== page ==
How to Lose a Gen Y in 10 DaysBy Amanda Federchuk on April 7, 2011 in How To...
So, you have just hired a rockstar Gen Y for a new role. Holding on to this great catch will not be as easy as it was with previous generations. Currently, in the United States alone, there are approximately 40 million Gen Ys in the workforce, and by 2014 those numbers are expected to reach 58 million.[i] As with every generation entering the workforce, this generation brings a new series of ideas, preferences, opinions and perceptions that may differ from yours. But who are these Gen Ys anyways?
These are the kids that made you bring boxes of chocolate covered almonds to work to sell to your colleagues for their soccer fundraiser. This is the generation of babysitters who made you sign a contract with a clause stipulating a 15 per cent increase in payment for an ‘act of vomit’. But these are also the folks that may make or break your career.
If you don’t recognize and understand the difference between this generation and yours, you may be one of the many companies contributing to a loss of billions in Gen Y turnover. Think it can’t happen to you? Well, here is how to lose a Gen Y in ten days:
- Let good work go unrewarded: Gen Ys grew up in a world where everyone got a trophy just for showing up. You should know; your generation was handing them out! A simple thanks does wonders for motivation, and making recognition public is a plus.
- Only review their performance once a year: Gen Ys need feedback regularly. Boomers might believe that no news is good news, but millennials prefer frequent reviews to determine if their performance is up to (or exceeding) your expectations. Create a report card or set goals and check in to see if they’re being met.
- Think millennials have nothing to teach you: Gen Ys learned how to “surf the web” before they learned to write in cursive. If you have a problem, especially a technical one, there is a good chance the person in the cubicle outside your office would be more than happy to teach you.
- Think this job is their whole life: Gen Ys do not live to work, they work to live. Don’t mistake this for a lack of teamwork, passion or enthusiasm; just understand that life balance is something this generation is not willing to compromise. After seeing their parents miss recitals or championship games for deadlines, Gen Ys want their work and personal life to be in harmony. This also does not mean providing a junior level employee with five weeks of vacation and their own masseuse, but personal days and flexible hours go a long way.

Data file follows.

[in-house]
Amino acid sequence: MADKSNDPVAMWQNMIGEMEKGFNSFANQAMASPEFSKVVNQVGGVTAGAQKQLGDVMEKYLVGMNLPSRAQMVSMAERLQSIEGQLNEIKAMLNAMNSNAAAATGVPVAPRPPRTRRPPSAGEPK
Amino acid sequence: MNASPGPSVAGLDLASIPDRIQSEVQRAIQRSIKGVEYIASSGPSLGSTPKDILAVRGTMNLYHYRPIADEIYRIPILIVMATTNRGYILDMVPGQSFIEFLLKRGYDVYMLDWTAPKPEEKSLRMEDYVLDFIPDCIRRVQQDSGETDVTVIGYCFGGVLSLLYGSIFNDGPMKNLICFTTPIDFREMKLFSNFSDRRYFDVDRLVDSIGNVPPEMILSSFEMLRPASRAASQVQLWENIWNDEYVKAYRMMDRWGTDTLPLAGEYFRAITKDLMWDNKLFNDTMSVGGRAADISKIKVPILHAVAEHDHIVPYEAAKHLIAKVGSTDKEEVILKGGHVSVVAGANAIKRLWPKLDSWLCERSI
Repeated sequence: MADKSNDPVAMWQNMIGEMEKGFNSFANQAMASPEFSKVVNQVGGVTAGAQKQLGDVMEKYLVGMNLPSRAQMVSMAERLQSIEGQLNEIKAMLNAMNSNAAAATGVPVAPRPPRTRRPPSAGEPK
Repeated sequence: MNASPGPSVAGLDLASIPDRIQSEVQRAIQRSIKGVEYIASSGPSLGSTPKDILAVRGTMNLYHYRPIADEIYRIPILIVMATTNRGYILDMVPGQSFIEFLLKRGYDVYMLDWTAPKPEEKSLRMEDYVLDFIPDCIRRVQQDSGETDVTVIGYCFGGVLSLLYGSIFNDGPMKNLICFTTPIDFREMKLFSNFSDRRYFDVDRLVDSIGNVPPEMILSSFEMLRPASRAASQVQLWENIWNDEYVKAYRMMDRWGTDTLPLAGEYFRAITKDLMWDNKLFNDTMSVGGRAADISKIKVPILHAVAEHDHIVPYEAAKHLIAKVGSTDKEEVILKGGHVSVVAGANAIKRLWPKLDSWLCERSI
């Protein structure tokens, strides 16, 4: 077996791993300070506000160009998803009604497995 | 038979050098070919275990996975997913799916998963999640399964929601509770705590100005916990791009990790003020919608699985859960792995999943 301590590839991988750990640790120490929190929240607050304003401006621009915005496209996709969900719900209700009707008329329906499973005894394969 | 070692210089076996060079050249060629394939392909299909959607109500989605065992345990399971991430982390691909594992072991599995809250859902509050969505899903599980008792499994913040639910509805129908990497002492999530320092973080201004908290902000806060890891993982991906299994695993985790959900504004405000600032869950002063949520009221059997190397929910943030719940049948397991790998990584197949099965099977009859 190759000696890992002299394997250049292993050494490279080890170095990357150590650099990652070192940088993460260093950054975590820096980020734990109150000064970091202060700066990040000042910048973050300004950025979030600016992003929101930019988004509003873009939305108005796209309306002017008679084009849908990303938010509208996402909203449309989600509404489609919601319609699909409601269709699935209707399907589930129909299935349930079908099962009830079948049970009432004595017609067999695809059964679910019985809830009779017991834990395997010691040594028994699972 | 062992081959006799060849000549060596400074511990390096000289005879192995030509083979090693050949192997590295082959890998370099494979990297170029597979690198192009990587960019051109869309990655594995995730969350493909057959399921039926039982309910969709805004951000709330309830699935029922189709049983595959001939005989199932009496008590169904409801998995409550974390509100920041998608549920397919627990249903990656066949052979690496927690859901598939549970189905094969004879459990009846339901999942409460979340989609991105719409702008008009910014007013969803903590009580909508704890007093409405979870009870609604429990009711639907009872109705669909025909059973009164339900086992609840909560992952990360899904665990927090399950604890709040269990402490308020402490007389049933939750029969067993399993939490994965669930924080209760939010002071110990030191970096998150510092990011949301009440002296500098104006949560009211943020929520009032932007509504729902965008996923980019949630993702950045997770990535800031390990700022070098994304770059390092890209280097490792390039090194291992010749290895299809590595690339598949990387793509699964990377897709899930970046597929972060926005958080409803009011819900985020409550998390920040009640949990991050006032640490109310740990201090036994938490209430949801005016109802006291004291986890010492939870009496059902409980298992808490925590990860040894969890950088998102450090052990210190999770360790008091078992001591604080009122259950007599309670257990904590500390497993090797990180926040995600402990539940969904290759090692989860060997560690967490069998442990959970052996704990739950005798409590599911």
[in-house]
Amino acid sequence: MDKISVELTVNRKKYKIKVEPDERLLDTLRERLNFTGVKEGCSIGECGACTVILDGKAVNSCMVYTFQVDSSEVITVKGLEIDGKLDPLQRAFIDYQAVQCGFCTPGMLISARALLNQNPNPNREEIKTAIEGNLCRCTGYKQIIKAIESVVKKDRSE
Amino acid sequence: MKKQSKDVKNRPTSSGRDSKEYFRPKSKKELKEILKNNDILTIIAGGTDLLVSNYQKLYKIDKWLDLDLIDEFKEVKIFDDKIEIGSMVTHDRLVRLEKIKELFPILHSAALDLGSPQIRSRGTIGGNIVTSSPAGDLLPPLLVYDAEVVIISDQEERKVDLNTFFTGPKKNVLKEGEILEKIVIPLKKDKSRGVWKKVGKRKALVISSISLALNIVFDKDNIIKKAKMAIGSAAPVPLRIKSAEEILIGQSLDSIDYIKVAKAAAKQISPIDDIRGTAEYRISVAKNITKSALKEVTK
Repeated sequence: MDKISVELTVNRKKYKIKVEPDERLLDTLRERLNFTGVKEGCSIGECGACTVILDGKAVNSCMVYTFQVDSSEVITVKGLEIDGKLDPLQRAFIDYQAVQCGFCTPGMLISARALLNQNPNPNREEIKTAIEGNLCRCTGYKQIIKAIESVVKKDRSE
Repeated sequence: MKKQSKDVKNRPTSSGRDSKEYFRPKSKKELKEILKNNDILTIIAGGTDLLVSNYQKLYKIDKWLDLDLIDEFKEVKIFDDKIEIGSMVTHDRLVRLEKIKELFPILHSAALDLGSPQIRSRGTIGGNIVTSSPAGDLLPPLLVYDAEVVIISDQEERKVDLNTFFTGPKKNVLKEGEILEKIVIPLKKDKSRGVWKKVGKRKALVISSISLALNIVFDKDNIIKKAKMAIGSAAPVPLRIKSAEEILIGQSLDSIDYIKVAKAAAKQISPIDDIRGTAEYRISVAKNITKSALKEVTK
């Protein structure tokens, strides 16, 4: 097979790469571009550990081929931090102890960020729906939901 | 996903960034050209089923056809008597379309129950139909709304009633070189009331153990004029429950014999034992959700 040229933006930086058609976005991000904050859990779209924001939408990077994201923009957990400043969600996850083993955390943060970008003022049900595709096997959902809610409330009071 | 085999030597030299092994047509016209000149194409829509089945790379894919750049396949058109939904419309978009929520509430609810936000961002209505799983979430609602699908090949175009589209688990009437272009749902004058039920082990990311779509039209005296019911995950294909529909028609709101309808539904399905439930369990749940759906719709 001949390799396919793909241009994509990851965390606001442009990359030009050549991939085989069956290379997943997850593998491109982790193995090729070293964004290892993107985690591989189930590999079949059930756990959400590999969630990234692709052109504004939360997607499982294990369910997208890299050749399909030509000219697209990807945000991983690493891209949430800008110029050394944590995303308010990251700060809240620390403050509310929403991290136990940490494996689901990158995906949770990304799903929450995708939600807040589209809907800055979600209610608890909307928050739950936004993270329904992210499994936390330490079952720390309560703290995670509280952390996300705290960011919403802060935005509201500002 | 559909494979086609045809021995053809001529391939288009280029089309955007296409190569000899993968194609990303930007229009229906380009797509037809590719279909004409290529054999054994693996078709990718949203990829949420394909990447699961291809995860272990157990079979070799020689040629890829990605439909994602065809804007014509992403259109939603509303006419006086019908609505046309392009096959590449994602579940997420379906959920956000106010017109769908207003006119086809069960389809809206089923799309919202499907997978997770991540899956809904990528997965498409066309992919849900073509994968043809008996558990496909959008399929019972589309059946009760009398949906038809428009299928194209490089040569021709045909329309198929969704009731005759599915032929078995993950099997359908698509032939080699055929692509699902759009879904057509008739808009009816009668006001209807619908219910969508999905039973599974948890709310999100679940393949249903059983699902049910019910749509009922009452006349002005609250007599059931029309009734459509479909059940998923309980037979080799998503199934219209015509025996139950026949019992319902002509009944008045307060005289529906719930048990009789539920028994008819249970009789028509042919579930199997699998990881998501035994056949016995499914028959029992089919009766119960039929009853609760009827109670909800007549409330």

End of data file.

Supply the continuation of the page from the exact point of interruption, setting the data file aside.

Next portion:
- Block Growth: Many millennials consult their mentors on employment decisions, including what would be an acceptable salary, and where their career is heading. Gen Ys are educated and savvy, and they know whats out there. If you don’t review their salary yearly and they feel there are no growth opportunities at your organization, they will look for another company that meets their needs. Millennials are not known to ‘wait and see’.
Gen Ys are a generation filled with motivated entrepreneurs who create their own jobs and companies if they can’t find what they’re looking for. They are also the generation that produced the world’s youngest billionaire. While it’s true that millennials are shaking things up in the workforce these days, each generation has had to learn to work with the one that came before theirs – and the one that came after. Remember, as Aldai Stevenson once observed, “that which seems the height of absurdity in one generation often becomes the height of wisdom in another.” And either way, millenials are here to stay.
[i] Sujansky, Joanne and Ferri-Reed, Jan. Keeping the Millennials. 2009.